Other wildlife commonly seen on the property include white-tailed deer, porcupines and snowshoe hares. The preserve is also home to a variety of birds, including ruby-crowned kinglets, osprey, at least 12 species of warblers and six members of the woodpecker family, including black-backed woodpeckers, which are uncommon in Maine.
The final trail on the property is the 0.7-mile Rockwall Trail, which starts 0.25 mile north of the parking area off Higgins Farm Road. The trail runs west through the forest and intersects with the Big Woods Trail. It’s easy to miss and isn’t marked on the trail map currently provided by The Nature Conservancy.
The preserve is open year round, from sunrise to sunset. Access is free. Dogs are not permitted. Bikes and motorized vehicles are not allowed on the trails. Camping and fires are not permitted. Be sure to park at the parking lot and walk in. There is no parking at the shore. Stay on trails and respect the areas marked private or not open to the public.
For more information, visit nature.org or call 207-729-5182.
From left (clockwise): A barnacle-encrusted boulder perches at the edge of the water on Nov. 22, at Indian Point-Blagden Preserve in Bar Harbor; An expansive gravel beach can be found by hiking the Shore Trail of Indian Point-Blagden Preserve; A series of wooden bridges are located on the Fern Trail. Credit: Aislinn Sarnacki | BDN
Personal note: It was a chilly but sunny and wind-free day on Nov. 22 when my husband Derek and I decided to explore Indian Point-Blagden Preserve. As we followed the Big Woods Trail, we were delighted by the incredibly mossy forest. (“Mossome” is how Derek described it.) Surrounded by thick carpets of moss and a variety of evergreen trees, we were in a world of rich greens. It’s just the kind of habitat I love visiting late in the year, when much of color is sapped from the landscape. Evergreen trees provide color and shelter year round.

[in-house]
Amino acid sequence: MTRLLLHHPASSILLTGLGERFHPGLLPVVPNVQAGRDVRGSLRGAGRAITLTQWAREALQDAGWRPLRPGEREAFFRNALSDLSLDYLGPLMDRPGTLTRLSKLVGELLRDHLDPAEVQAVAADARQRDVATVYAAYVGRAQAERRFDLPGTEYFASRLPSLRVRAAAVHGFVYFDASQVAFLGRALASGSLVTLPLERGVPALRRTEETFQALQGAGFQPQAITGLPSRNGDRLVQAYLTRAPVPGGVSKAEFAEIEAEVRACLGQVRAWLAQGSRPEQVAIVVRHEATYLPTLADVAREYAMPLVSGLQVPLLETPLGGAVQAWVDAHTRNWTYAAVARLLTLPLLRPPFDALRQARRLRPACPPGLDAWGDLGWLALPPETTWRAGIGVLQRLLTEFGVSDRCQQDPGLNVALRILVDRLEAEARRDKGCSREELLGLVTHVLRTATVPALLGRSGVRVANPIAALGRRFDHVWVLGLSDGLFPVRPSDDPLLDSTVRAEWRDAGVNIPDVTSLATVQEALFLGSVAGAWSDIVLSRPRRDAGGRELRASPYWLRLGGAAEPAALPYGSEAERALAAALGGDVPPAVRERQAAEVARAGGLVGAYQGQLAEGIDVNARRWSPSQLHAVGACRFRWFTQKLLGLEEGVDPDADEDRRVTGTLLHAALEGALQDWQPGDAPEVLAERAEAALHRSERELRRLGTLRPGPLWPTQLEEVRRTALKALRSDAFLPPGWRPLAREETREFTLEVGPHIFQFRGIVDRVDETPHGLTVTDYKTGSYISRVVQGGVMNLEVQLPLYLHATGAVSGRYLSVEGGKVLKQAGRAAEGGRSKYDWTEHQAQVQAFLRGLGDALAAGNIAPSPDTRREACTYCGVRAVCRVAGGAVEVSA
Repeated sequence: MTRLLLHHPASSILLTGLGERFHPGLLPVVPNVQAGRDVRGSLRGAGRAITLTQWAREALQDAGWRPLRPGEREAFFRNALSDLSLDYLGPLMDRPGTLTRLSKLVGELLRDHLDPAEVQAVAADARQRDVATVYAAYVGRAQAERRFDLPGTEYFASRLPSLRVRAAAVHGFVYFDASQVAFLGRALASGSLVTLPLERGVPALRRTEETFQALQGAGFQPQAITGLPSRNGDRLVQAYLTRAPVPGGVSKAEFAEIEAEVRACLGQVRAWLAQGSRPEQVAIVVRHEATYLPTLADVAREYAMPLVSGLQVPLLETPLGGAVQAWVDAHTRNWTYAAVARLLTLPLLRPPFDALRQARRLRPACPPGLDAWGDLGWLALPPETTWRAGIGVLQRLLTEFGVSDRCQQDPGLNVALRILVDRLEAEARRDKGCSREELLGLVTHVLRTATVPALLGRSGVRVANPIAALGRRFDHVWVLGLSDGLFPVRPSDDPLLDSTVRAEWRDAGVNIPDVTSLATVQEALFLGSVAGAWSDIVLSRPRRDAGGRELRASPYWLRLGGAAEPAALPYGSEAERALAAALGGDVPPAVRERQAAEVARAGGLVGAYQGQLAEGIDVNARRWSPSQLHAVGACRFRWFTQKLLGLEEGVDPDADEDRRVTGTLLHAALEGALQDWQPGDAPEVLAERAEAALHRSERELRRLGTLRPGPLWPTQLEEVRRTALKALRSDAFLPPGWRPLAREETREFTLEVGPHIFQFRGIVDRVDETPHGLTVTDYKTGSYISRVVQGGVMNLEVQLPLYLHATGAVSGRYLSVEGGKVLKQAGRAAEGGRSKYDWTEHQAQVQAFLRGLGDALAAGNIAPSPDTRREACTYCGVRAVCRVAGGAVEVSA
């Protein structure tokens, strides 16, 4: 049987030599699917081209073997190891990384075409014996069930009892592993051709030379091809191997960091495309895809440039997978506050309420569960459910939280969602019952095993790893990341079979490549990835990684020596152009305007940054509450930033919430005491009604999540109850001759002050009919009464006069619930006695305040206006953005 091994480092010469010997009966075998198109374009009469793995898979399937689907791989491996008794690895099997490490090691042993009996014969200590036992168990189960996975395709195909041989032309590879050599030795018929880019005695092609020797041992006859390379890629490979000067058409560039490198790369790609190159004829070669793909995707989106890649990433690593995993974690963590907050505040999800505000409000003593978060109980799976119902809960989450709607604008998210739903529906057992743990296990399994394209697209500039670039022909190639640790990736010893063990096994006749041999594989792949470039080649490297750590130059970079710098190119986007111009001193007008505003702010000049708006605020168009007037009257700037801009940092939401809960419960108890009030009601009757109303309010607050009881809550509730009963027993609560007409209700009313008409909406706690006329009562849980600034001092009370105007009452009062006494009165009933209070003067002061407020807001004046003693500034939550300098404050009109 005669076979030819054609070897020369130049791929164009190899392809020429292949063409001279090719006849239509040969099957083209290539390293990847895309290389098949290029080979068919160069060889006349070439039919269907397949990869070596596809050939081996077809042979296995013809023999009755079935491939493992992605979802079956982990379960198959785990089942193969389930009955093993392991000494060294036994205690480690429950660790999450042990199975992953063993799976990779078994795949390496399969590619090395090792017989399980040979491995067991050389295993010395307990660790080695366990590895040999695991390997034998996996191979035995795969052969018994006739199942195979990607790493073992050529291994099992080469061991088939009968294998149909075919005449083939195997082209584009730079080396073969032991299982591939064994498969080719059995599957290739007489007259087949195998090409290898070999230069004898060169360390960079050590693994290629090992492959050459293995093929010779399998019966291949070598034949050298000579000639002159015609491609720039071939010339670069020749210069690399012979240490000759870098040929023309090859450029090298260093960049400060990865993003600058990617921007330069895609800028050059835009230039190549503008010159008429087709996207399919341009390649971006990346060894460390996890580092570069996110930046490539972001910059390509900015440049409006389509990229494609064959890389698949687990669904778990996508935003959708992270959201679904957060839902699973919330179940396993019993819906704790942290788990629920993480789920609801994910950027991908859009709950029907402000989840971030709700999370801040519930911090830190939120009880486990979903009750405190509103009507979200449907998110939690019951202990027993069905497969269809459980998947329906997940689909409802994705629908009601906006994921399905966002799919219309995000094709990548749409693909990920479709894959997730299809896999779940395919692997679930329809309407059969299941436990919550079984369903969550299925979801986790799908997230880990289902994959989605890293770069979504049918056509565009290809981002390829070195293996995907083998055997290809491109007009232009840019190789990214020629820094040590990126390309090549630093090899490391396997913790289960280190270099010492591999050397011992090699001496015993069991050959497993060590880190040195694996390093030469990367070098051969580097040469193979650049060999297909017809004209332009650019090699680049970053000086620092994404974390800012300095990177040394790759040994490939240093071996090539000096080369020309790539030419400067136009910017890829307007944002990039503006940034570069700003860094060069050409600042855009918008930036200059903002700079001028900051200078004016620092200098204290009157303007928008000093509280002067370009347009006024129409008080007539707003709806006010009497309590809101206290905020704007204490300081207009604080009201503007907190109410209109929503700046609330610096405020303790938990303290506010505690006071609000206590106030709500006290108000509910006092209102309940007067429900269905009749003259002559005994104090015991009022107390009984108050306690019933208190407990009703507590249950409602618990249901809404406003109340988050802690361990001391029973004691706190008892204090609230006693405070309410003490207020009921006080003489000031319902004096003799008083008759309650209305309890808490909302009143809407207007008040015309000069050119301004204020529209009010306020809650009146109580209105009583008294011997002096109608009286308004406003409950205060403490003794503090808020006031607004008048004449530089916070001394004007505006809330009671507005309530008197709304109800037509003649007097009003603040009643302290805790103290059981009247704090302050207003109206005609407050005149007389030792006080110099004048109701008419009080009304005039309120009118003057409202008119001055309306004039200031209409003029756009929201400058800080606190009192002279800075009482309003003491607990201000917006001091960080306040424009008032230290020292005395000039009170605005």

While pausing to inspect a clump of lichen, I heard a noise that I at first took for a deer walking through the forest. Then, around the corner came a lone hiker. Derek and I stepped to the side to allow him to pass, but he paused and exchanged a few words with us at a distance. A frequent visitor of the preserve, he shared that it can sometimes be buggy in the spring and summer. He prefers visiting in the fall and winter — so we’d picked just the right time.
By the time we reached the shore, the tide was sneaking inward, about halfway between low and high tide. This left much of the rocky shore and beach exposed, so we took our time exploring. For the most part, our attention was focused on the interesting striped patterns in the rock outcroppings. The contrast between the white and nearly black stripes, twisting this way and that, made for a striking effect.
We also looked for the seals that are known for loafing about on the ledges offshore, but we only spotted a few gulls. Perhaps another day.
How to get there: The preserve is located on Higgins Farm Road in west Bar Harbor. To get there, cross the causeway onto MDI on Route 3. Just after the causeway, turn right at the fork in the road onto Route 102. Drive 2 miles, then turn right onto Indian Point Road. Drive 1.9 miles, then turn right onto Higgins Farm Road. Drive about 150 feet and the parking lot will be on your left.
Aislinn Sarnacki can be reached at firstname.lastname@example.org. Follow her on Twitter: @1minhikegirl, and Instagram: @actoutdoors. Her guidebooks “Family Friendly Hikes in Maine,” “Maine Hikes Off the Beaten Path” and “Dog-Friendly Hikes in Maine” are available at local bookstores and wherever books are sold.